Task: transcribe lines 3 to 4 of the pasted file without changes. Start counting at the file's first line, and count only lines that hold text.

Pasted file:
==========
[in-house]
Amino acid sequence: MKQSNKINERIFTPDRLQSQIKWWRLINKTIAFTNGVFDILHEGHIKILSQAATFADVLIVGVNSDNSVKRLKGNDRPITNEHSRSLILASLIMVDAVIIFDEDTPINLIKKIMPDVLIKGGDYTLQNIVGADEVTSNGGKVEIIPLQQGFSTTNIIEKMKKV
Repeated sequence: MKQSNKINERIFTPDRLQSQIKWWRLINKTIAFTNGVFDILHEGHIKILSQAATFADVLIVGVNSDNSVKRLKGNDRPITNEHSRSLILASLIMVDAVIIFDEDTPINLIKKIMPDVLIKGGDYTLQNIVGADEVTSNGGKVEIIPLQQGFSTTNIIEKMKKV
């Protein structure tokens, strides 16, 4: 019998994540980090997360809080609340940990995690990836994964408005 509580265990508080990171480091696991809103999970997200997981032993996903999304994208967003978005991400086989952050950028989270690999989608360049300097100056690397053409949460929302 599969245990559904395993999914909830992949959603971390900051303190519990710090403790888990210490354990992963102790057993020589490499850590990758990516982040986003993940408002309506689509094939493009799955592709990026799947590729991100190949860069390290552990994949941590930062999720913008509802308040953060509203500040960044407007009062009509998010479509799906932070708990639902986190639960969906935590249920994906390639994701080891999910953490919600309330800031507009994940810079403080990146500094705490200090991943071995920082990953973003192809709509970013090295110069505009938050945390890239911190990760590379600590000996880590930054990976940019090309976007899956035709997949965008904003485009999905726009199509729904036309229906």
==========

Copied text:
Repeated sequence: MKQSNKINERIFTPDRLQSQIKWWRLINKTIAFTNGVFDILHEGHIKILSQAATFADVLIVGVNSDNSVKRLKGNDRPITNEHSRSLILASLIMVDAVIIFDEDTPINLIKKIMPDVLIKGGDYTLQNIVGADEVTSNGGKVEIIPLQQGFSTTNIIEKMKKV
């Protein structure tokens, strides 16, 4: 019998994540980090997360809080609340940990995690990836994964408005 509580265990508080990171480091696991809103999970997200997981032993996903999304994208967003978005991400086989952050950028989270690999989608360049300097100056690397053409949460929302 599969245990559904395993999914909830992949959603971390900051303190519990710090403790888990210490354990992963102790057993020589490499850590990758990516982040986003993940408002309506689509094939493009799955592709990026799947590729991100190949860069390290552990994949941590930062999720913008509802308040953060509203500040960044407007009062009509998010479509799906932070708990639902986190639960969906935590249920994906390639994701080891999910953490919600309330800031507009994940810079403080990146500094705490200090991943071995920082990953973003192809709509970013090295110069505009938050945390890239911190990760590379600590000996880590930054990976940019090309976007899956035709997949965008904003485009999905726009199509729904036309229906």